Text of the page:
Fructose is a natural sugar that’s found in fruit, some veggies, and honey. Certain people can’t absorb fructose properly. This is called fructose intolerance. The two kinds of fructose intolerances are dietary and hereditary.
Hereditary Fructose Intolerance
Hereditary fructose intolerance is a genetic disorder. Your body lacks the necessary protein or enzyme that’s needed to break down fructose when you have fructose intolerance. That means your body can’t digest the fructose found in many different foods.
Causes. This kind of fructose intolerance happens when you have an enzyme called aldolase B that isn’t working. This enzyme is in your liver and helps turn fructose into usable energy. You have a 25% chance of developing hereditary fructose intolerance if both of your parents have the gene that causes aldolase B not to work.
If you eat foods that have fructose or sucrose, another kind of sugar, your body can’t change stored sugar into glucose. This causes your blood sugar to crash and toxins can build up in your liver.
Symptoms. Most people with this inherited form of fructose intolerance start showing signs as a baby. New cases are rarely diagnosed in adults. Infants often have symptoms of intolerance as soon as they are introduced to foods that contain fructose. Some common symptoms include:
- Stunted growth
- A decrease of phosphate and glucose in the blood
- An increase in fructose in the urine and blood
- Abdominal pain
- Dislike of fruit or sweet things
Hereditary fructose intolerance can be dangerous. Undigested fructose can build up in your body. It can then damage both your liver and kidneys. Other serious effects include seizures, coma, and even organ failure.
Some other serious complications associated with hereditary fructose intolerance are:
Dietary Fructose Intolerance
The other kind of fructose intolerance is called dietary fructose intolerance. This is also known as fructose malabsorption. It is not caused by an enzyme. Instead, the cells in your intestines simply can’t break down fructose in the food that you eat.
Cause. Our bodies have a limit on how much fructose we can take in and digest. This limit varies from person to person. Your body’s ability to absorb fructose can also be affected by:
Fructose malabsorption develops when you’re an adult. This is one of the differences between the two types of fructose intolerance.
Symptoms. Malabsorbed fructose refers to fructose that hasn’t been digested completely. It ferments in your lower bowels. You may experience symptoms similar to those of irritable bowel syndrome (IBS) when you eat foods with a lot of fructose, such as:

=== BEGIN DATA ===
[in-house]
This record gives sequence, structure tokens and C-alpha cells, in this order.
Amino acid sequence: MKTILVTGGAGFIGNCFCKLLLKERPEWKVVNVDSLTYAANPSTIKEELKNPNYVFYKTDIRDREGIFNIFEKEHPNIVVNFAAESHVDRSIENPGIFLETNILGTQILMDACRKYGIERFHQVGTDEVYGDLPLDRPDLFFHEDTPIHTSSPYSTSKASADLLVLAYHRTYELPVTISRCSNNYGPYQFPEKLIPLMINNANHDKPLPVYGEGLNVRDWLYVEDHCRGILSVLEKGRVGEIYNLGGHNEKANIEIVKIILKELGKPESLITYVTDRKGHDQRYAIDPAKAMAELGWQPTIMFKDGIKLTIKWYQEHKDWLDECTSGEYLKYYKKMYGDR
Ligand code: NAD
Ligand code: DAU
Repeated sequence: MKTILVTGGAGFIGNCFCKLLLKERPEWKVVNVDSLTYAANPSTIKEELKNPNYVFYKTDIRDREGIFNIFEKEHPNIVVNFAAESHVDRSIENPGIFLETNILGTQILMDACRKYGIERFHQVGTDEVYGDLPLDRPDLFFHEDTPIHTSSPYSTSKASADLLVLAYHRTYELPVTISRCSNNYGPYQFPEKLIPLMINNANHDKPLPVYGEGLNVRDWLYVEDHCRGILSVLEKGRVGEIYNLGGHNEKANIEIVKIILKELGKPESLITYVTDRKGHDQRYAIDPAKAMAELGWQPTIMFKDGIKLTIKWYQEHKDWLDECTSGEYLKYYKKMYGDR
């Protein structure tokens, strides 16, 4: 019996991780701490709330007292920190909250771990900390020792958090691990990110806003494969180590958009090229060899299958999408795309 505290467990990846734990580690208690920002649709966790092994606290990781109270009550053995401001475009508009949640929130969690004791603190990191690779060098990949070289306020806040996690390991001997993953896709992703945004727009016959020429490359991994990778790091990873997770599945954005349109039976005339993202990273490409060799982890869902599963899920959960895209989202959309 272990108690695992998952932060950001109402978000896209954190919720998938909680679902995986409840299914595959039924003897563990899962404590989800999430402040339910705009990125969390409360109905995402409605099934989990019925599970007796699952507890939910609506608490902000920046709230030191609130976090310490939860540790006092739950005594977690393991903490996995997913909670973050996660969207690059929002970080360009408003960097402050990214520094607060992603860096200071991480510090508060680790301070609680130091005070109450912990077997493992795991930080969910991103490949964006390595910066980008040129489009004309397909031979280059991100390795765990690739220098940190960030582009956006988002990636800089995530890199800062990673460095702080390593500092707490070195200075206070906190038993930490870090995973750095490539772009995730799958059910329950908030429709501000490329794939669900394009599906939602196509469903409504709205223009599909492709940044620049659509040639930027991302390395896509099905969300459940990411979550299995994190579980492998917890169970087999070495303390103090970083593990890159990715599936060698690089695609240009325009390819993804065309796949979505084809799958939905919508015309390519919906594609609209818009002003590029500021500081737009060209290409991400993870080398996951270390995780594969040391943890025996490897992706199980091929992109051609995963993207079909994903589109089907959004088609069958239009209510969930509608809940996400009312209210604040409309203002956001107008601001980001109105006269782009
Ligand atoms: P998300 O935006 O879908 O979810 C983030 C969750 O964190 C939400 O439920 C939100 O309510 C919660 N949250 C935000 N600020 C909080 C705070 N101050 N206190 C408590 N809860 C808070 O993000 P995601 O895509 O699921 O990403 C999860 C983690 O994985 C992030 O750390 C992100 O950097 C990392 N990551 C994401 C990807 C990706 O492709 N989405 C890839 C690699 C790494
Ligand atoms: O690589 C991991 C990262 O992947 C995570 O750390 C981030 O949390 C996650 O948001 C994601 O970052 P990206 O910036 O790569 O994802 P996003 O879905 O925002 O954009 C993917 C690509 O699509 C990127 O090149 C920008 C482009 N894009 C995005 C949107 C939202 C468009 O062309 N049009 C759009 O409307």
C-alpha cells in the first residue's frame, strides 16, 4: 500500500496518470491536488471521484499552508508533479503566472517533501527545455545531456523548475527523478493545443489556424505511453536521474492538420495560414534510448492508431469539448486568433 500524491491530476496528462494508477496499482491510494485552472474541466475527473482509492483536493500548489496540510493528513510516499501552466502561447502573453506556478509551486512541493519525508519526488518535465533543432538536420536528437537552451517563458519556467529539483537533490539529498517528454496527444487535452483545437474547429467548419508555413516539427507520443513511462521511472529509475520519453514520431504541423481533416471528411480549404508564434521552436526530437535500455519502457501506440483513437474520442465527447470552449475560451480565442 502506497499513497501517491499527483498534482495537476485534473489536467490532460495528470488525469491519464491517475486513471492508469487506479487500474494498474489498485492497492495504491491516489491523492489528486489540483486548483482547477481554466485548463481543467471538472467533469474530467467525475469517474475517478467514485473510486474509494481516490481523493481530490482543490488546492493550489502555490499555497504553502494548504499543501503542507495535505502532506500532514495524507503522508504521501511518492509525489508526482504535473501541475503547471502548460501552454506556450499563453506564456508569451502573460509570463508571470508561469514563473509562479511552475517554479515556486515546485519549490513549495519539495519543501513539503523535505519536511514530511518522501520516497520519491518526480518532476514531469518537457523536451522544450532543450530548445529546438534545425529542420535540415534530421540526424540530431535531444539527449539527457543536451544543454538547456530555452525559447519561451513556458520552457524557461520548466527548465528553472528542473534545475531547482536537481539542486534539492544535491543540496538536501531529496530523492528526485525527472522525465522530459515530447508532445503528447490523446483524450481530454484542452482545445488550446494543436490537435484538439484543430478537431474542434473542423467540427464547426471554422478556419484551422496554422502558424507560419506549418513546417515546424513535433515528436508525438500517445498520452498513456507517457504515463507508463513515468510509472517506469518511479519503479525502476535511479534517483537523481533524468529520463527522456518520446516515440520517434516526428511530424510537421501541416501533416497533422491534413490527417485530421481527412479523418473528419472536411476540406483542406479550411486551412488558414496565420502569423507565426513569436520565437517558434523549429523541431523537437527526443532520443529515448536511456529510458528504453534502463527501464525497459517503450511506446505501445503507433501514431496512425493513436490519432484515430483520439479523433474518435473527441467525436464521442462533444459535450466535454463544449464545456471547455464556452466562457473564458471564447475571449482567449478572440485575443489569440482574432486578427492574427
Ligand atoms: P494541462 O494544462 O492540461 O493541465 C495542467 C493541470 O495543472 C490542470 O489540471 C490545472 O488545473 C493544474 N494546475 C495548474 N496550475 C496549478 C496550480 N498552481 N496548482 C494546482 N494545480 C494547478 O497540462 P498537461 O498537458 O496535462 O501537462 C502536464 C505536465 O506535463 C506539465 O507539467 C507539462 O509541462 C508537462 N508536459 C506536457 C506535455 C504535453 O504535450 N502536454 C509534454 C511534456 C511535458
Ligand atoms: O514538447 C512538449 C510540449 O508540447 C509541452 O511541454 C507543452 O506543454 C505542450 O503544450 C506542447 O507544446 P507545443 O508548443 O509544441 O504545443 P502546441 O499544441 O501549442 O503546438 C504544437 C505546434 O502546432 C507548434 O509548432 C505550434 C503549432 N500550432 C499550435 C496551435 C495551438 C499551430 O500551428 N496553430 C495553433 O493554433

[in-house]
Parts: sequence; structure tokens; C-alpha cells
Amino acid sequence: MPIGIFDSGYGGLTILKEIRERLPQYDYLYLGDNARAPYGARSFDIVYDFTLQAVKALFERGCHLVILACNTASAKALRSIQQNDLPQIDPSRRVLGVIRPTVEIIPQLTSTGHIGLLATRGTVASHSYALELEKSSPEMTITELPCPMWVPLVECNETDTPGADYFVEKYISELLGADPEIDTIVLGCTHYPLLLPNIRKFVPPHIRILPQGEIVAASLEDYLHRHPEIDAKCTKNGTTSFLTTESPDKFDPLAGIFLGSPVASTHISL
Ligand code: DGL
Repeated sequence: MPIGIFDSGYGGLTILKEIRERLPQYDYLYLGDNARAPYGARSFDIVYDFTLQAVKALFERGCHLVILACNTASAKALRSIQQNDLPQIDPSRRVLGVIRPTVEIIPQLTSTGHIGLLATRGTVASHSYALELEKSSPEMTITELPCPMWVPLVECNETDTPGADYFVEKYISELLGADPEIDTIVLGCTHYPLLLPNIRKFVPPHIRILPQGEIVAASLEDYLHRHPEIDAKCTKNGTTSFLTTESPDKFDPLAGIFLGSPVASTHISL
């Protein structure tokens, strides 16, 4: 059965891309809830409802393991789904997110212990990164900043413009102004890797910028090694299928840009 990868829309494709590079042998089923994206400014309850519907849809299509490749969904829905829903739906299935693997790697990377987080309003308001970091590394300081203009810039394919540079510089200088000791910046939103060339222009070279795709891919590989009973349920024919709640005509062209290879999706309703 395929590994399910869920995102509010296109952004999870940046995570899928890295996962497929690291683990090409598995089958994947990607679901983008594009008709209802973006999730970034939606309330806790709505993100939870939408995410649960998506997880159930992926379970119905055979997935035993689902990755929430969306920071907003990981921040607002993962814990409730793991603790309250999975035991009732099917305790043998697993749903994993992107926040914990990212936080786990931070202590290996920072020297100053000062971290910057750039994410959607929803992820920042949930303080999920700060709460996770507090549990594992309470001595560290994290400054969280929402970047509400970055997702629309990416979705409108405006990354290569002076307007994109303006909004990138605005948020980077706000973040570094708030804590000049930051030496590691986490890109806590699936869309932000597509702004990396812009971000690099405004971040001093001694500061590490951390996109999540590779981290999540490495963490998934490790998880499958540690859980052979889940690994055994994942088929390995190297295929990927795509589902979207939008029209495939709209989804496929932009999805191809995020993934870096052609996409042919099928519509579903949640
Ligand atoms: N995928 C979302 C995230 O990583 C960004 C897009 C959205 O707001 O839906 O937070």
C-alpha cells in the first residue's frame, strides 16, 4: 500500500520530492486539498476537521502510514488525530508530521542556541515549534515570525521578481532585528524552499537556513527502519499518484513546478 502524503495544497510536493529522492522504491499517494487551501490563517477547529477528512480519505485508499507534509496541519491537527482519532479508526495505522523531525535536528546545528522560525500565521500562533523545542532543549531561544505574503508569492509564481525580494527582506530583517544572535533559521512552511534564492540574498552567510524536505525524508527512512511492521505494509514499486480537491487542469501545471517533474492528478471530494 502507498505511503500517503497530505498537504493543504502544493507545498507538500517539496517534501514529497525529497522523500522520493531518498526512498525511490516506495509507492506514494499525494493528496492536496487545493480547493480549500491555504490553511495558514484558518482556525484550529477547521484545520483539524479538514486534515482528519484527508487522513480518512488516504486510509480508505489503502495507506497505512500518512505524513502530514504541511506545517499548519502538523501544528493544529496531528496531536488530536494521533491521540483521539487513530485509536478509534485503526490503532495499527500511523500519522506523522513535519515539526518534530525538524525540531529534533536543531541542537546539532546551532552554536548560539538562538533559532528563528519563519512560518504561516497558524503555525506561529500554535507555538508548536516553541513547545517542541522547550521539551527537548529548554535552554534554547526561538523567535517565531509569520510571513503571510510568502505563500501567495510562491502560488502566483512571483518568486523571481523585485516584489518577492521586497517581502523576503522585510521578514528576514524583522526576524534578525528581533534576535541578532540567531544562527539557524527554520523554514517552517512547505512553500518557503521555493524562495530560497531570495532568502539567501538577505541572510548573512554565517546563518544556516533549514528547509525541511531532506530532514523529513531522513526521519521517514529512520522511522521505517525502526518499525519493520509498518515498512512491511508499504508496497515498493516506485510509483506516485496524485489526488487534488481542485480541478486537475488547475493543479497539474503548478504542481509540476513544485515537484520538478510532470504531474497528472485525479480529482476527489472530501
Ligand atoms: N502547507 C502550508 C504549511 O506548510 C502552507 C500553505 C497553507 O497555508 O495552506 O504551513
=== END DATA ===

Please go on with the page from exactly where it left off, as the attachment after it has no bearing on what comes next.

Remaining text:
Fruit Intolerance Diagnosis
Your doctor may perform several tests to diagnose hereditary fructose intolerance. These tests are done on infants when they start to show symptoms. Some tests that can confirm this condition are:
Your baby will also have a physical examination. Your doctor might check to see if the spleen or liver are larger than normal or if your baby is jaundiced.
Diagnosing dietary fructose intolerance is more challenging. Your doctor might have to try a few different tests since the symptoms are similar to other conditions.
The best test for diagnosing fructose intolerance is the breath test. In this test, you drink a solution that has fructose dissolved into it. The amount of methane and hydrogen you breathe out then helps to show if you’re digesting the fructose properly or not.
Foods to Avoid
You should avoid foods and drinks that have high amounts of fructose if you have fructose intolerance. Fructose is found in fruits. High-fructose corn syrup is a sweetener that’s used in many different products.
You should avoid the following foods:
- Sweeteners like agave, honey, high-fructose corn syrup, maple syrup, molasses, and palm or coconut sugar
- Fruit juices
- High-fructose fruit like apples, grapes, watermelon, and tomatoes
- High-fructose vegetables like peas, asparagus, zucchini, artichokes, leeks, okra, mushrooms, and bell peppers
Try to bring fruits and veggies into your diet that fall on the low end of the fructose spectrum. For example:
- Citrus fruits like lemons, limes, and oranges
- Berries like strawberries, blueberries, and cranberries
- Green beans
Limiting your intake of fructose can be difficult since it eliminates so many fruits and vegetables. To make sure that you’re getting adequate nutrition, you can work with a dietician or specialist.
The good news is that you can greatly reduce your fructose intolerance symptoms by lowering how much fructose you eat.